Tuesday, May 24, 2011

Hell: A Great Injustice?

The idea of God consigning human beings to eternal torment has been strongly denounced. The renowned atheist Robert Ingersoll (1833-1899) had written:

• Eternal punishment must be eternal cruelty and I do not see how any man, unless he has a brain of an idiot, or the heart of a wild beast, can believe in eternal punishment.

However, what if hell is SELF-chosen? What if many would prefer to be in a place of darkness than a place of light and truth? Clearly, many people have a strong aversion to God – the idea of a cosmic policeman or morality watchdog. Many philosophers have confessed that they prefer a world devoid of God. The atheist and author of the Brave New World, Aldous Huxley, explained his rejection of the Christian faith:

• I had motives for not wanting the world to have a meaning [and moral absolutes]; consequently assumed that it had none…We don’t know because we don’t want to know. It is our will that decides how and upon what subjects we shall use our intelligence. Those who detect no meaning in the world generally do so because, for one reason or another, it suits their books that the world should be meaningless. (Ends and Mean)

A meaningless world is a world that can’t point an accusing finger at us. It’s a world where we are free to create our own meaning without an overbearing God imposing His values upon us. What if this temporarily-alluring, self-created world, in which we have “eliminated” God – the light – then becomes a darkened hell. Would this make God unjust? Hardly! Perhaps hell is something we choose because we can’t stomach the alternative. Soren Kierkegaard explained that the God-alternative is very demanding:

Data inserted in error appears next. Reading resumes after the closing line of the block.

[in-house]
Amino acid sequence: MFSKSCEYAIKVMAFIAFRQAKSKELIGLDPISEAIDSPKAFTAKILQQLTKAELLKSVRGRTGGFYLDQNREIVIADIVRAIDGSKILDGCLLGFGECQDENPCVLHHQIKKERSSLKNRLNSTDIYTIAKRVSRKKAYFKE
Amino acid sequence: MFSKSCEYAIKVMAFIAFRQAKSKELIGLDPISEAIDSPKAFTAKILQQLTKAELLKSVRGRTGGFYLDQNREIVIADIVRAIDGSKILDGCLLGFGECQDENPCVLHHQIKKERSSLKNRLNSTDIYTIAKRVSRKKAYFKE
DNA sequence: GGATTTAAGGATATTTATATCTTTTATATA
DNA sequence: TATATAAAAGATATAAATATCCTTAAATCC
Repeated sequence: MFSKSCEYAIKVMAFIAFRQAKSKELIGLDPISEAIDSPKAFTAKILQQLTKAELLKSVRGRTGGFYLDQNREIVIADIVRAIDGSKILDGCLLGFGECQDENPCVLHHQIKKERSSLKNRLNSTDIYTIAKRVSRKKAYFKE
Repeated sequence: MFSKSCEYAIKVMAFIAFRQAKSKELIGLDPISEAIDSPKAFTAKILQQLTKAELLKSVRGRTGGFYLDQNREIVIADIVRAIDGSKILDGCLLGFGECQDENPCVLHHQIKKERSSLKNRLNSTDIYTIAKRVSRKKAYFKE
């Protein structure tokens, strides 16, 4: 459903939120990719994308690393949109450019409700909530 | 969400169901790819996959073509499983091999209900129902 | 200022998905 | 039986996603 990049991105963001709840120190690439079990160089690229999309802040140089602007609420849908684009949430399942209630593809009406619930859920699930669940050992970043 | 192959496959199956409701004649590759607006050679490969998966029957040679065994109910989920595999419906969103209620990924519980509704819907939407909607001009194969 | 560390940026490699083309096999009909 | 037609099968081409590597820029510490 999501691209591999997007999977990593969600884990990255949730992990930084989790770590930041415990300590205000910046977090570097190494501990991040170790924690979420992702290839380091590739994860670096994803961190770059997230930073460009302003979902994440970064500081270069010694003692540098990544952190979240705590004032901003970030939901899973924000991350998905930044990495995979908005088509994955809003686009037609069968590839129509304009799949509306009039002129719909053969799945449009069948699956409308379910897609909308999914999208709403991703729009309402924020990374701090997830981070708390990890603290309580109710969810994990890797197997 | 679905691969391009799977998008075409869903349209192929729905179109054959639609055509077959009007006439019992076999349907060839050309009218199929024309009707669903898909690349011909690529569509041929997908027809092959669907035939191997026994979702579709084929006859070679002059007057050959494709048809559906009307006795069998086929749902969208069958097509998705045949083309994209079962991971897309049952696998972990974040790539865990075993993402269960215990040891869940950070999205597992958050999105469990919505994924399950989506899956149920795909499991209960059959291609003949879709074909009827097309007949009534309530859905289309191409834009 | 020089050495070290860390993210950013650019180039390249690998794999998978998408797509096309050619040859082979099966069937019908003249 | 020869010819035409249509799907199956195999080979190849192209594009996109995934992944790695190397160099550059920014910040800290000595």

• The truth is a snare; you cannot have it without being caught. You cannot have the truth in such a way that you catch it, but only such a way that it catches you. (The Last Years)

It is therefore no wonder that the truth is highly offensive. It not only catches us, but it also exposes us. As light exposes filth, God uncovers our true motives. And there is nothing as threatening as having our real self revealed to the light. In line with this, Jesus stated:

• This is the verdict: Light has come into the world, but men loved darkness instead of light because their deeds were evil. Everyone who does evil hates the light, and will not come into the light for fear that his deeds will be exposed.
(John 3:19-20)

It is the lovers-of-darkness who seem to hand down the “verdict” on themselves. Because of this, it is possible that judgment will not have to be actively imposed. The lovers-of-darkness will gladly reject the light. (I know; I too had been a lover-of-darkness!)

Although Jesus is designated as the ultimate Judge (Acts 17:31; John 5:22-27; 9:39-41), there remains some uncertainly regarding how He will judge:

• As for the person who hears my words but does not keep them, I do not judge him. For I did not come to judge the world, but to save it. There is a judge for the one who rejects me and does not accept my words; that very word which I spoke will condemn him at the last day.
(John 12:47-48)